Class Sizes in Japan

There are many things that flit through the mind of someone coming to a foreign country to teach English. How will I get to school and back each day? Will students be able to follow the lessons? How many luminescent highlighter pen colours is too many? Well, I can’t answer all of these questions (except…

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Halloween in Japan

In my childhood I had mixed feelings about Halloween. Sure, I enjoyed the sweets and the campy horror theme, but I was never keen on Trick or Treating. The idea of knocking on a stranger’s door never appealed and when I became old enough to be “the one who answered the door” I became resentful of…

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Teaching With A Topic

Memory plays a big part in learning. After all, what’s the point in spending all day studying something just to forget it all the next day? There are many ways to help retention. For example, I used to use a specific incense stick every time I revised for an exam, then in the test I…

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Ninohe Matsuri – Undeserved Fame

I’ve occasionally had the good fortune to take part in some of Japan’s fascinating cultural festivals. Sometimes the experience has been especially invigorating. On one such occurrence I was invited by my girlfriend’s extended family to go and participate in the Ninohe Matsuri. As well as being a healthy dip into local culture and traditions…

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When There’s Nothing To Do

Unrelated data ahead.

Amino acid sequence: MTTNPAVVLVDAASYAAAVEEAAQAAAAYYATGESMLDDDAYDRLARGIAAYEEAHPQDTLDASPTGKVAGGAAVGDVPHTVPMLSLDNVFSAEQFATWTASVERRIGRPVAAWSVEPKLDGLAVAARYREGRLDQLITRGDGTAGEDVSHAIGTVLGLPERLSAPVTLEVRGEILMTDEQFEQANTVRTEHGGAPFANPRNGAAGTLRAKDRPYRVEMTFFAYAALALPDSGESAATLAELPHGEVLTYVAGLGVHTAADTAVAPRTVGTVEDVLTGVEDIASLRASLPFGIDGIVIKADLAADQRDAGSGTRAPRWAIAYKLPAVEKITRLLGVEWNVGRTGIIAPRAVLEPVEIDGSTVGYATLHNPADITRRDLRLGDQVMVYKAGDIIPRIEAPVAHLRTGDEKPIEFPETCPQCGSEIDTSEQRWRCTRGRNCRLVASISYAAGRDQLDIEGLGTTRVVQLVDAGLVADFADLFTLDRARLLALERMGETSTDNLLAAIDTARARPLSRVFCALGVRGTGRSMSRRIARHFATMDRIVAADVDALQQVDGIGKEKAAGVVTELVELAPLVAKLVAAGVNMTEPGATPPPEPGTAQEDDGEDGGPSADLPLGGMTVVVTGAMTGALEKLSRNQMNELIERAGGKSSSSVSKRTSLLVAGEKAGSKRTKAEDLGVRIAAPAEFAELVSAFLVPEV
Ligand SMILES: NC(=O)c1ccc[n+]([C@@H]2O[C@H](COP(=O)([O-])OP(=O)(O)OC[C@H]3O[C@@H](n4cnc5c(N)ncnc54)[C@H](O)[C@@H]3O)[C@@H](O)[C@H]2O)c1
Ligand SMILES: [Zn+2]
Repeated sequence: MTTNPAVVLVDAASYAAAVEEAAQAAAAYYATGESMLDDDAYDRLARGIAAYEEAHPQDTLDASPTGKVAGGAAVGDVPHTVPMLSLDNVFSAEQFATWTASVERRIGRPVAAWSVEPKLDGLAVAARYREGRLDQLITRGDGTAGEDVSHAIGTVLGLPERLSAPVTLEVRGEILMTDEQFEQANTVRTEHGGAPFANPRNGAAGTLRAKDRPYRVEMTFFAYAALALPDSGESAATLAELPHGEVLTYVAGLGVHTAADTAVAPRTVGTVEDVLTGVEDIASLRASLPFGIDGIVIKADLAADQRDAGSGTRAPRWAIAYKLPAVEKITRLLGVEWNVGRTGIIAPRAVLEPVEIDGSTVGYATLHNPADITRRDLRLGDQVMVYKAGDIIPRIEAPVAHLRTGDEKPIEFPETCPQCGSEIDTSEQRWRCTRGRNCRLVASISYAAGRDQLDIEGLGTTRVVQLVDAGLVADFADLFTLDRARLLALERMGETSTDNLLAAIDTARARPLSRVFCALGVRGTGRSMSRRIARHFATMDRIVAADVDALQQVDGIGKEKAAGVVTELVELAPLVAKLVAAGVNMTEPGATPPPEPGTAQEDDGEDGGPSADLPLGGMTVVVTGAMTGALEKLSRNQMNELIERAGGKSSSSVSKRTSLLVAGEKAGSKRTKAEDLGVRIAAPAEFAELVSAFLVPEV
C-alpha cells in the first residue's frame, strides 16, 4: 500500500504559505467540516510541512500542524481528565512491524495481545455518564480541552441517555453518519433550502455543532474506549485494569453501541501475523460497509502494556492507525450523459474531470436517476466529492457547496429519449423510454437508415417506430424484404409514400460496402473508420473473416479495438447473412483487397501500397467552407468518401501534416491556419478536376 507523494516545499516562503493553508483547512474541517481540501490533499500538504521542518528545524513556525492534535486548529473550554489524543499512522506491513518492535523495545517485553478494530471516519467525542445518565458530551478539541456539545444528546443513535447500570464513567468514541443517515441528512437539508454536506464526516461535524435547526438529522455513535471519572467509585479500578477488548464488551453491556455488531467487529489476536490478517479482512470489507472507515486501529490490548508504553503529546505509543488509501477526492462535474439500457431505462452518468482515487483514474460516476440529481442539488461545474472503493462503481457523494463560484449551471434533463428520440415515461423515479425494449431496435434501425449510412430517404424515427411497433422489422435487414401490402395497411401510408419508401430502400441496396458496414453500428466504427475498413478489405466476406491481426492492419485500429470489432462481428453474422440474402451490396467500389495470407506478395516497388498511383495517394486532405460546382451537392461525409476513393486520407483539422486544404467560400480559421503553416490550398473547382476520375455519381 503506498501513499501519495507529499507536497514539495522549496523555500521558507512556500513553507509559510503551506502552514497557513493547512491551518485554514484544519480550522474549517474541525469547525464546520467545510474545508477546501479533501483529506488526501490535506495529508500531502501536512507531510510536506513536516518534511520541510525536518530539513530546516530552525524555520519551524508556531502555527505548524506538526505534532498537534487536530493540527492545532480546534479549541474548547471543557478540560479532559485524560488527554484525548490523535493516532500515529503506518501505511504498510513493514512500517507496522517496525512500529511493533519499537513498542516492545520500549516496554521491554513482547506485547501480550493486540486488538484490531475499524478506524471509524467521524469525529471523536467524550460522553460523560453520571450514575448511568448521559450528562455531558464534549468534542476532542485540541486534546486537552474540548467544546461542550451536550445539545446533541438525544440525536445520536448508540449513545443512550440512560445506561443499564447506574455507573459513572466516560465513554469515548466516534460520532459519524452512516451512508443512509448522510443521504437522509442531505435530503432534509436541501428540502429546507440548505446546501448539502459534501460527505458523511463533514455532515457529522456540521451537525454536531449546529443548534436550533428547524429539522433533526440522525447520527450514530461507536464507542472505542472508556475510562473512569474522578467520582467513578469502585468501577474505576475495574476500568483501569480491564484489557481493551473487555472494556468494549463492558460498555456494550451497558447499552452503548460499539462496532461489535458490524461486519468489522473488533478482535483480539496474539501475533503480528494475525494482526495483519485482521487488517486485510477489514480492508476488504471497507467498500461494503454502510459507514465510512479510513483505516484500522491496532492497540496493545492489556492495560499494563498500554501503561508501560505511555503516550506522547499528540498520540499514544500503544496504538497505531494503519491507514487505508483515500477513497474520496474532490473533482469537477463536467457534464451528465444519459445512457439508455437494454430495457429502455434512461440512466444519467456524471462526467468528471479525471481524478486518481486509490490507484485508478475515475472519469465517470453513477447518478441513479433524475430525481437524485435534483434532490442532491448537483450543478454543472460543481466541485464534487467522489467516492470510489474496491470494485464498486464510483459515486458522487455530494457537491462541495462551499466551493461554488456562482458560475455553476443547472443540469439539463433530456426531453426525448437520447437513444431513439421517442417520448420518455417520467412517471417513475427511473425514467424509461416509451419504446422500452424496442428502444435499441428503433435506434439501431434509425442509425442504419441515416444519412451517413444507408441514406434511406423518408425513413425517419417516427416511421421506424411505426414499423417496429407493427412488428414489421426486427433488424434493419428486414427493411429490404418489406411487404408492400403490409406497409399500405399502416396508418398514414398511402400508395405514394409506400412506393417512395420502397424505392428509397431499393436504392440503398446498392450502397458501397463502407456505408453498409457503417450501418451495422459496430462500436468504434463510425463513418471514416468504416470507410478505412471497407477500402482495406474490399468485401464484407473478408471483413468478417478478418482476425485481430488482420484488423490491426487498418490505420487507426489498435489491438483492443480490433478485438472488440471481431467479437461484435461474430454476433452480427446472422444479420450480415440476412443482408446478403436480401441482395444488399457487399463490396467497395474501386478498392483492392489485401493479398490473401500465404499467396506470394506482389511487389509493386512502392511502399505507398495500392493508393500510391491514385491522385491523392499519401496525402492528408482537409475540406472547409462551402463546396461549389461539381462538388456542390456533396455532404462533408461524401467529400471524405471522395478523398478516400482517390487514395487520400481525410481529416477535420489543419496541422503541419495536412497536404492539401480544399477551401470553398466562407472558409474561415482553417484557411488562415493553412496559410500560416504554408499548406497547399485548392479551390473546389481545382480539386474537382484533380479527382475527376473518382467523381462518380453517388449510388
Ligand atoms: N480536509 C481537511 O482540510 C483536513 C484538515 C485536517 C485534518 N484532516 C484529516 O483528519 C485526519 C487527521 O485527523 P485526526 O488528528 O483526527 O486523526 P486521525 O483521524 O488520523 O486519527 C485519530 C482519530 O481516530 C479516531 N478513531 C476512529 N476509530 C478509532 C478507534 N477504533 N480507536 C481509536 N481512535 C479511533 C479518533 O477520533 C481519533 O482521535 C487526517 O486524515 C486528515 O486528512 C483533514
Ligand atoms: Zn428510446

Not all of the time a teacher spends at school is occupied with actual teaching. For many foreign teachers a majority of their in-school hours are taken up with tedious desk-sitting. This is the ideal time to prepare for future classes, and that’s what most Japanese teachers and private company supervisors expect. However, what does…

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Activity: Board Games

Board games are a classic tradition that have enriched the childhoods of many and vastly improved countless rain-drenched caravan holidays. The most famous games can be found throughout the world but every country has board games of its own. In Japan it’s not hard to find someone who enjoys a game of Shogi, the Japanese…

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Work in Japan – The Arrival

Flying half-way around the world can be a daunting thing, even more so when it’s to do a job you’ve no experience of, in an area that was recently devastated by a cataclysmic natural disaster. But for whatever reason, that’s exactly what I did in June 2011. I came to work in Japan. How does…

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A Standard Lesson Plan For Junior High and Up

I’ve already written a little bit about some activities that can be used in the ESL classroom and about how to forge an effective worksheet but how do these elements come together to make a decent lesson? Here I’m going to go through a standard lesson plan for Junior High or High School based on…

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Junior High and Up Activity – Shiritori

Batman’s Utility Belt is a marvellous thing. With everything from smoke pellets to grappling guns to shark-repellent bat-sprays he’s prepared for every situation. ESL teachers can equip themselves with an equally useful, if slightly less flashy, set of tools. One of those tools is Shiritori. I call it by it’s Japanese name since learning it…

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My Car in Japan – A video

Anyone who comes to work in Japan as an English teacher, or in any profession really, will likely need to get a car. Especially if located in a rural area. In this, the first full video from Where? There! Teach., we’ll take a brisk tour around my vehicle and talk about how to handle gas stations. Let’s…

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